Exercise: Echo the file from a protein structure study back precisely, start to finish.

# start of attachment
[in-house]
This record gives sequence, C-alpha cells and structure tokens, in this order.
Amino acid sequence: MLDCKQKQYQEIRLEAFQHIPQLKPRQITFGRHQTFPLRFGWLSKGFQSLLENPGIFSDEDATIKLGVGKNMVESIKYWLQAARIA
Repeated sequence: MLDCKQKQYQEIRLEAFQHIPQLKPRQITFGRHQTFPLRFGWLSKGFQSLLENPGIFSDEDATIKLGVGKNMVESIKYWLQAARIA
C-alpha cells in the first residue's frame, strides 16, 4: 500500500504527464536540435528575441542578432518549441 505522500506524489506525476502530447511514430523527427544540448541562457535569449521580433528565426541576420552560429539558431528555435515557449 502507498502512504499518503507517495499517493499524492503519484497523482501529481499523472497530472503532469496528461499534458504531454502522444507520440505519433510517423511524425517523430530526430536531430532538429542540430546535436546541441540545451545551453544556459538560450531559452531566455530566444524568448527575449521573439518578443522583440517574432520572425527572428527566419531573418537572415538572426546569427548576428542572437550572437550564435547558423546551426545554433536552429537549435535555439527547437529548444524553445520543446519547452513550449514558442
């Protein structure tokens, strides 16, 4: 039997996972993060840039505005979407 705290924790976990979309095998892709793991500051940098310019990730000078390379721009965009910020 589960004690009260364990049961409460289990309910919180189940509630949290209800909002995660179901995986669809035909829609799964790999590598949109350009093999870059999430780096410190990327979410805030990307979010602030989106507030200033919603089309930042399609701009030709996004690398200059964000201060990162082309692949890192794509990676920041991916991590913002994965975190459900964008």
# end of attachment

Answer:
[in-house]
This record gives sequence, C-alpha cells and structure tokens, in this order.
Amino acid sequence: MLDCKQKQYQEIRLEAFQHIPQLKPRQITFGRHQTFPLRFGWLSKGFQSLLENPGIFSDEDATIKLGVGKNMVESIKYWLQAARIA
Repeated sequence: MLDCKQKQYQEIRLEAFQHIPQLKPRQITFGRHQTFPLRFGWLSKGFQSLLENPGIFSDEDATIKLGVGKNMVESIKYWLQAARIA
C-alpha cells in the first residue's frame, strides 16, 4: 500500500504527464536540435528575441542578432518549441 505522500506524489506525476502530447511514430523527427544540448541562457535569449521580433528565426541576420552560429539558431528555435515557449 502507498502512504499518503507517495499517493499524492503519484497523482501529481499523472497530472503532469496528461499534458504531454502522444507520440505519433510517423511524425517523430530526430536531430532538429542540430546535436546541441540545451545551453544556459538560450531559452531566455530566444524568448527575449521573439518578443522583440517574432520572425527572428527566419531573418537572415538572426546569427548576428542572437550572437550564435547558423546551426545554433536552429537549435535555439527547437529548444524553445520543446519547452513550449514558442
């Protein structure tokens, strides 16, 4: 039997996972993060840039505005979407 705290924790976990979309095998892709793991500051940098310019990730000078390379721009965009910020 589960004690009260364990049961409460289990309910919180189940509630949290209800909002995660179901995986669809035909829609799964790999590598949109350009093999870059999430780096410190990327979410805030990307979010602030989106507030200033919603089309930042399609701009030709996004690398200059964000201060990162082309692949890192794509990676920041991916991590913002994965975190459900964008």